Is the Punishment Eternal in Duration?

As observed earlier, a major objection to the doctrine of hell is its everlasting nature. Must the suffering go on without end? Is it really just for one to be punished forever when he/she has only been devoted to evil for a relatively brief span in time? Consider this question for a moment. Is God just in granting eternal bliss to those who have served Him only temporarily in this world? I never have heard the Lord charged with unfairness in this instance! It must be emphasized again, the issue is not one that can be determined with the subjective reasoning of biased human emotion. The Bible must supply the answer.

The Scriptures explicitly affirm the abiding nature of divine retribution. The shame and punishment of evil people will be everlasting (Daniel 12:2; Matthew 25:46). “Everlasting” literally means “always being.” Note its contrast with “temporal” in 2 Corinthians 4:18. The claim is made, however, that “everlasting” does not always mean that which is of an absolutely unending nature. True, but in all such cases we learn that fact, not from the nature of the word itself, but from additional information in the Scriptures. The context is always the final judge of any word’s meaning. In Matthew 25:46, the “eternal” punishment of the wicked is contrasted with the “eternal” life (i.e., communion with God) of the righteous. Here, clearly, both are unending in duration. Further, Jesus emphasized that in hell, the agony does not cease (Mark 9:48), and John notes that the smoke of the “torment” of hell’s inmates “goeth up” (the Greek present tense stresses continuous action) “for ever and ever” (Revelation 14:11). Compare the duration of the blissful worship described in Revelation 4:8-10.

Also, the nature of the soul argues for eternal punishment. Consider the following: (a) Man is not wholly mortal, as materialists allege. If such were the case, one man could murder another and completely destroy him. Christ declared, however: “And be not afraid of them that kill the body, but are not able to kill the soul: but rather fear him who is able to destroy both soul and body in hell” (Matthew 10:28). [NOTE: The word “destroy” does not mean annihilation. “The idea is not extinction but ruin, loss, not of being, but of well-being” (Vine, 1940, p. 302).] One must conclude that the soul is immortal. (b) In one of the Lord’s discussions with the Sadducees, He said that in the resurrection men do not “die anymore: for they are equal unto the angels” (Luke 20:36). It is quite clear that there is something about man that lives forever. (c) When Peter wanted to encourage godliness in Christian women, he suggested that they should be clothed with the incorruptible apparel of a meek and quiet spirit (1 Peter 3:4). It hardly seems appropriate that a corruptible spirit should be clothed with incorruptible apparel. The implication concerning the abiding nature of the spirit is obvious. (d) Jesus said of Judas Iscariot that it would be better for him if he had never been born (Mark 14:21). If that traitor had no existence prior to his commencement as a human being, and if he was to go out of existence at death, why would it have been better had he never been born? The Lord’s statement plainly indicates that Judas’ soul, in a state of torment, would survive the death of his body.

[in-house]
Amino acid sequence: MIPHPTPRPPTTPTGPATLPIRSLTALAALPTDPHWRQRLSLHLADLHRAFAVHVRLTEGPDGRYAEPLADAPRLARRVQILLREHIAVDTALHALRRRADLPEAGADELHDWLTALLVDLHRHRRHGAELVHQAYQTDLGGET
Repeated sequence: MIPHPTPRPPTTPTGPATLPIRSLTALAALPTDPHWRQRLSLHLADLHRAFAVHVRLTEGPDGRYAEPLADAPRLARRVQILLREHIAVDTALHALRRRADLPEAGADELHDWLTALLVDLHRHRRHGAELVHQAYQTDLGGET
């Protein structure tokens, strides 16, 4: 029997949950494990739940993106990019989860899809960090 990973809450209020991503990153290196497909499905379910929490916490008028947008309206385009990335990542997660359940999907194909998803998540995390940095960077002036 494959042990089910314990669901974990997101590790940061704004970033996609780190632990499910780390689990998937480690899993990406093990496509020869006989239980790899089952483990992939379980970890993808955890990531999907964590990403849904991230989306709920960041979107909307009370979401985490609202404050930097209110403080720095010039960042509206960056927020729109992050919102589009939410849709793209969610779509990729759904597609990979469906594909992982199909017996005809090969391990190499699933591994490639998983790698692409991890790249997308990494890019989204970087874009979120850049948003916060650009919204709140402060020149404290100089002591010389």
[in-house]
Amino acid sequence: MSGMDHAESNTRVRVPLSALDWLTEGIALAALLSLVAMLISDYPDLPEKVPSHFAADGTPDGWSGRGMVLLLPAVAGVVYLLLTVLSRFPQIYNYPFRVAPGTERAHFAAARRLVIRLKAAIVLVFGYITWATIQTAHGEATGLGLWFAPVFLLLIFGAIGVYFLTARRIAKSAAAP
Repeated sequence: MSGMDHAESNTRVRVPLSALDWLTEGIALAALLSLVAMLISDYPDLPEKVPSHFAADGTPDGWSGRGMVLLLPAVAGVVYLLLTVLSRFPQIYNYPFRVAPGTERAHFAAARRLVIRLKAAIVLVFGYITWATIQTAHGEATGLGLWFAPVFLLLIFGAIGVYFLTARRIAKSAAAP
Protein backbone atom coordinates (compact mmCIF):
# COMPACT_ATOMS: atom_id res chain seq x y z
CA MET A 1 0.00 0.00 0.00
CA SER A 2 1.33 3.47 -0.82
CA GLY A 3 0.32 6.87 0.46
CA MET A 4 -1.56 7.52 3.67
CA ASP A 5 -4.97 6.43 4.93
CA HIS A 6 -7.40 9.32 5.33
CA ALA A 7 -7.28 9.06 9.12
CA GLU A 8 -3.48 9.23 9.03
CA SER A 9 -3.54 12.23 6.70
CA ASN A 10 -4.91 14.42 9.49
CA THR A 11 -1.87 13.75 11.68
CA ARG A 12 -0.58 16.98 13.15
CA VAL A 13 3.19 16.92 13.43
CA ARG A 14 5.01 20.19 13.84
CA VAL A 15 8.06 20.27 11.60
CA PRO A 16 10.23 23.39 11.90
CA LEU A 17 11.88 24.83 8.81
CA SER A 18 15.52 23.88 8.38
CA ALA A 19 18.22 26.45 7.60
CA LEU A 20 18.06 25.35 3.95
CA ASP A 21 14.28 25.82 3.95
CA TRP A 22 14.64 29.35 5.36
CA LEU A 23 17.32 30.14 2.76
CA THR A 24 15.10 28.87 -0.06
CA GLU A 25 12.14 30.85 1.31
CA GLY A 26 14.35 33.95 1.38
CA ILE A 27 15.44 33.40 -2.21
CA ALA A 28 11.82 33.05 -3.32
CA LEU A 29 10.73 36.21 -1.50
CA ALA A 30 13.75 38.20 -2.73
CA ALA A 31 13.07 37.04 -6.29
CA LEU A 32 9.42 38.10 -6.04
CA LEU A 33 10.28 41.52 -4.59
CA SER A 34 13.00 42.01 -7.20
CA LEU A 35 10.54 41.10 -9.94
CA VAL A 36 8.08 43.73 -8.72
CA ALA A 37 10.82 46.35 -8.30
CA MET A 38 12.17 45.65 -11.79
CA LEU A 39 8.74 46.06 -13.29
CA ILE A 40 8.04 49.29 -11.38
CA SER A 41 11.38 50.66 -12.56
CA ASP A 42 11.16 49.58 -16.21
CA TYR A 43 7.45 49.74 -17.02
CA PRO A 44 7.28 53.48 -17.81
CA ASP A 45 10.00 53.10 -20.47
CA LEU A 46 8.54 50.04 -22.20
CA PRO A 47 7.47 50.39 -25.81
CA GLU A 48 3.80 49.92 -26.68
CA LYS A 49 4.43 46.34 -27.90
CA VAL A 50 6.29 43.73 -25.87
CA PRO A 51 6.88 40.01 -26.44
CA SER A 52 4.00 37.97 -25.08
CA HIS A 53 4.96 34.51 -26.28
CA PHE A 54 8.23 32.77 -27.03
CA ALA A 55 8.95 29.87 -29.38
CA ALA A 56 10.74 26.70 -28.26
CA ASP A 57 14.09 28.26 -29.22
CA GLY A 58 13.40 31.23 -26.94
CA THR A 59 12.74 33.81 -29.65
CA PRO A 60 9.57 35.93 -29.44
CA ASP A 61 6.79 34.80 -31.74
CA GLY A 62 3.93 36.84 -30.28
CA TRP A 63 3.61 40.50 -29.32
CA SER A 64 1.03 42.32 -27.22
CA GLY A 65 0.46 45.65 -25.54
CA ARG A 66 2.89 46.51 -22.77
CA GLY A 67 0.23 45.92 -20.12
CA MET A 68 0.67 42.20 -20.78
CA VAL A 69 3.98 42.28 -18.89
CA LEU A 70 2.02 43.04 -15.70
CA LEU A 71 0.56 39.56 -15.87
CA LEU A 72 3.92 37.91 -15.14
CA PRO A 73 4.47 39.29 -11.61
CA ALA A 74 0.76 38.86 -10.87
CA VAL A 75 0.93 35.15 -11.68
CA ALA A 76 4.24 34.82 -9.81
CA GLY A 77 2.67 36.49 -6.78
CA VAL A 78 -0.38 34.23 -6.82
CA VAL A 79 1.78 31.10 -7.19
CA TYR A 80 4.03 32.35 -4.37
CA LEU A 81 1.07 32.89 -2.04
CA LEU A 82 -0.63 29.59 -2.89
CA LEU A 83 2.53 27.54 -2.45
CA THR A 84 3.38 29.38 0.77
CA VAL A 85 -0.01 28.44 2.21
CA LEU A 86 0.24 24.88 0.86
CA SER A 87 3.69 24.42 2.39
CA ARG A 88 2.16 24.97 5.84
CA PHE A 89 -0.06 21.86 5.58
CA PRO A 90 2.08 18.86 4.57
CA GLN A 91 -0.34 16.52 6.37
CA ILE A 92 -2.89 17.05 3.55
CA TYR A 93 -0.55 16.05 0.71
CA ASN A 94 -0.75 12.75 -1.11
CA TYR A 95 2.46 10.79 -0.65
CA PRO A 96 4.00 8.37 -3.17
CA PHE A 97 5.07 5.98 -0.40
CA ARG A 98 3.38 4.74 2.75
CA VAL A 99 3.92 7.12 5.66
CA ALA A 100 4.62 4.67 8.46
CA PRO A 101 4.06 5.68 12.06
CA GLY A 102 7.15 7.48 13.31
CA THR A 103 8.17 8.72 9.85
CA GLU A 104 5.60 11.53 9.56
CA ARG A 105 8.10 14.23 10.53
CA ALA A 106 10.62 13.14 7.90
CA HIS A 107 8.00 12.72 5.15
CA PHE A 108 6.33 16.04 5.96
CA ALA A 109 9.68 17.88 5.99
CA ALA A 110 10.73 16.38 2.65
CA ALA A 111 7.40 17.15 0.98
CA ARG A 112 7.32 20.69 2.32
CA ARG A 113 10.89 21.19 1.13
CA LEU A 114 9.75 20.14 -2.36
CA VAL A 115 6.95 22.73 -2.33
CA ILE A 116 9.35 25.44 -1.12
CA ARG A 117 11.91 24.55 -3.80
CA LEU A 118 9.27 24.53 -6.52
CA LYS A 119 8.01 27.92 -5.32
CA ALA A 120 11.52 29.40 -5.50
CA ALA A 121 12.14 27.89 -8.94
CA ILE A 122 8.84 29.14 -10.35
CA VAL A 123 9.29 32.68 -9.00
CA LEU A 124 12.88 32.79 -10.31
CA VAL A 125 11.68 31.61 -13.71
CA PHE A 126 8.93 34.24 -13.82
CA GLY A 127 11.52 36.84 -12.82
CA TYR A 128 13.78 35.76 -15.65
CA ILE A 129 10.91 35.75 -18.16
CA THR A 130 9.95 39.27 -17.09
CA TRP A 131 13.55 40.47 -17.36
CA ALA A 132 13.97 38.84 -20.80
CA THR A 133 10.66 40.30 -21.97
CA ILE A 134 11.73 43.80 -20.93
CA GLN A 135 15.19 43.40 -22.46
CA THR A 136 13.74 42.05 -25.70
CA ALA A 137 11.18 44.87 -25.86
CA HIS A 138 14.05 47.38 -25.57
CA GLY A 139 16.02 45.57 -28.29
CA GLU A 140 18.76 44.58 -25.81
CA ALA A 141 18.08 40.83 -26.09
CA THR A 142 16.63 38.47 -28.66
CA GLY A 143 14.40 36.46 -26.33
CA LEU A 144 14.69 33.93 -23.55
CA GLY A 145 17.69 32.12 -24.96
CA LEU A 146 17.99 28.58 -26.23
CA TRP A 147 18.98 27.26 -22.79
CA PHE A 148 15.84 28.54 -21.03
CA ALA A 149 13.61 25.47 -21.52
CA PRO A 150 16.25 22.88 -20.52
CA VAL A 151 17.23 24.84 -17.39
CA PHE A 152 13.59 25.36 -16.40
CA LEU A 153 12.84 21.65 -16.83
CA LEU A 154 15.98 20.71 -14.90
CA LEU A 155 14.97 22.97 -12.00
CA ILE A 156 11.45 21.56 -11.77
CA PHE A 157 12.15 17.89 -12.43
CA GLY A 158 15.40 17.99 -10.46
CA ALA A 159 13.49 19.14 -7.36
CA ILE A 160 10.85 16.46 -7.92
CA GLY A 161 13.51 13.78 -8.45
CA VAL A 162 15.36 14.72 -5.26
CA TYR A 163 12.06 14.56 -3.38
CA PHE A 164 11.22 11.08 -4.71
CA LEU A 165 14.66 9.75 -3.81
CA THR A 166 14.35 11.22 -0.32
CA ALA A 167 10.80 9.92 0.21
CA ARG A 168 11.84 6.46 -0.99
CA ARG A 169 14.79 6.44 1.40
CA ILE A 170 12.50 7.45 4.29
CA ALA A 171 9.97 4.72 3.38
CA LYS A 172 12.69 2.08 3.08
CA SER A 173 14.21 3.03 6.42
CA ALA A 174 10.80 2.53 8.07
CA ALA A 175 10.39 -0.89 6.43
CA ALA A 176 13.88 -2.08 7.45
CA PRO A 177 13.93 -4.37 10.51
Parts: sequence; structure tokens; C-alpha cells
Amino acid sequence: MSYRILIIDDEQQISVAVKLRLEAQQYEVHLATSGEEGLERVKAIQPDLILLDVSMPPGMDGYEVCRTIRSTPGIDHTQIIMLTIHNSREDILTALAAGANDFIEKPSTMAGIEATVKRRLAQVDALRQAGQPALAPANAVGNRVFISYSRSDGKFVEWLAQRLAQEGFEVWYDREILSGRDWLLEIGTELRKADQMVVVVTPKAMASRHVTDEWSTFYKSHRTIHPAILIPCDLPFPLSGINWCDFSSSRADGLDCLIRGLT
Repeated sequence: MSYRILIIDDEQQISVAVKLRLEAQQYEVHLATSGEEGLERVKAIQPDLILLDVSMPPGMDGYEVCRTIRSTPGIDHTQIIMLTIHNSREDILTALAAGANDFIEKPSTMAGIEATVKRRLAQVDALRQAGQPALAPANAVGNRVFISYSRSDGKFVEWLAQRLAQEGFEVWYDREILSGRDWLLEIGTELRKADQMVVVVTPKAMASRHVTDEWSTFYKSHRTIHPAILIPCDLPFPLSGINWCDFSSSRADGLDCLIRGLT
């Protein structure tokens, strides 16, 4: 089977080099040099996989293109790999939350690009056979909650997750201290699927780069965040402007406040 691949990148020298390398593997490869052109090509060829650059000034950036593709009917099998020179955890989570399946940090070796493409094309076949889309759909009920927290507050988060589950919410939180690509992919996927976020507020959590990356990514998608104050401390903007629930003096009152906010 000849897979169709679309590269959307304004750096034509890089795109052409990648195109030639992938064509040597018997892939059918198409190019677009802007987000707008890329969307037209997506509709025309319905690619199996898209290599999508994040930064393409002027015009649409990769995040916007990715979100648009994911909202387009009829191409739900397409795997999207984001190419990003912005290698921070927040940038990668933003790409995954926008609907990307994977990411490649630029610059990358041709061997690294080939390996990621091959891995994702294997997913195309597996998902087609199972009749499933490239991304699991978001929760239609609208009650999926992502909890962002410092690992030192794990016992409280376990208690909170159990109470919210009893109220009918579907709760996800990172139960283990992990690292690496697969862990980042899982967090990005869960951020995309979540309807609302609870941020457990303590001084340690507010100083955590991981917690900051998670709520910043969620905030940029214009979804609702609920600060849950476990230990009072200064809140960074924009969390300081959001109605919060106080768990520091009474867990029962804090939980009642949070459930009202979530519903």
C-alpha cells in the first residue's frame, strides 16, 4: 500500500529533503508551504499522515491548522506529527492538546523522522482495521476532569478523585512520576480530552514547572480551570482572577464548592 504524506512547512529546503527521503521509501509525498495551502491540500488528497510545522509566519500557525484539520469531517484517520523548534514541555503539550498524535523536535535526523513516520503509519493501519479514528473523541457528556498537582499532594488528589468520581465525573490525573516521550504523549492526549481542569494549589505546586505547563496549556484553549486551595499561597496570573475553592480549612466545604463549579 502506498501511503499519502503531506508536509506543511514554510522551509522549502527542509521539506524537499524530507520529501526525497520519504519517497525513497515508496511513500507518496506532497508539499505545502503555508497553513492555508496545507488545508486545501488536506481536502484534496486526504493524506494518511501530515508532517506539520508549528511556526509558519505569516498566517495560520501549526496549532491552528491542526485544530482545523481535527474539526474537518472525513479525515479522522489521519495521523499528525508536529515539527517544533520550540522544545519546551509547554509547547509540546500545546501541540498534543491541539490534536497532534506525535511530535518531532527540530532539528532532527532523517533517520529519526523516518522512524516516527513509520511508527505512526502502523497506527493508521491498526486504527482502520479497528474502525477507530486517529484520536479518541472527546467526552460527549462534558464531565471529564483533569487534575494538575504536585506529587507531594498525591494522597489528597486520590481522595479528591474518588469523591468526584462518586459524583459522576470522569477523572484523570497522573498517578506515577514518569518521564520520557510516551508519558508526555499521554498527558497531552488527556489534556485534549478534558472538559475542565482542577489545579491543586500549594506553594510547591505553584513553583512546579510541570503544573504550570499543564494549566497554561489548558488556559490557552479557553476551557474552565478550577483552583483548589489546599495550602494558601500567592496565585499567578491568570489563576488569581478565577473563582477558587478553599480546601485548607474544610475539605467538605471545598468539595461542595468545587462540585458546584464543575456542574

Finally, the nature of the resurrected body demands that punishment for the wicked is everlasting. In 1 Corinthians 15:52, Paul affirms that the dead are raised “incorruptible” (cf. 1 Timothy 1:17, where the term is used of God). Elsewhere we are told that the unjust will be raised (John 5:28-29; Acts 24:15), and Christ acknowledged the punishment of both soul and body in hell (Matthew 10:28). All of these factors lead only to the conclusion that if there is punishment after death at all, then it must be eternal in its duration—unless it can be shown that there is some plan of salvation in that state. And for that view, there is absolutely no evidence at all! In fact, the Bible teaches just the opposite. (a) After death, judgment follows—not a second chance for salvation (Hebrews 9:27). (b) Between the Hadean abode of those who die saved, and those who die lost, “there is a great gulf fixed” (the perfect tense form in the Greek Testament stresses the abiding nature of the separation), and passage from one realm into another is an impossibility (Luke 16:26). Moreover, the rich man in that place of torment acknowledged that his brothers back on Earth needed to make preparation during their earthly sojourn; he knew there was no post-death plan of redemption (see Luke 16:28-31). (c) In the parable of the virgins (Matthew 25:1ff), those who “slumbered and slept” (a figure for dying) in an unprepared condition, awoke (i.e., were raised—Daniel 12:2) in precisely that same state, hence, were forbidden to enter in with the Bridegroom (Christ). There is no opportunity for obedience after death!

Divine Justice is Demonstrated by Equitable Punishment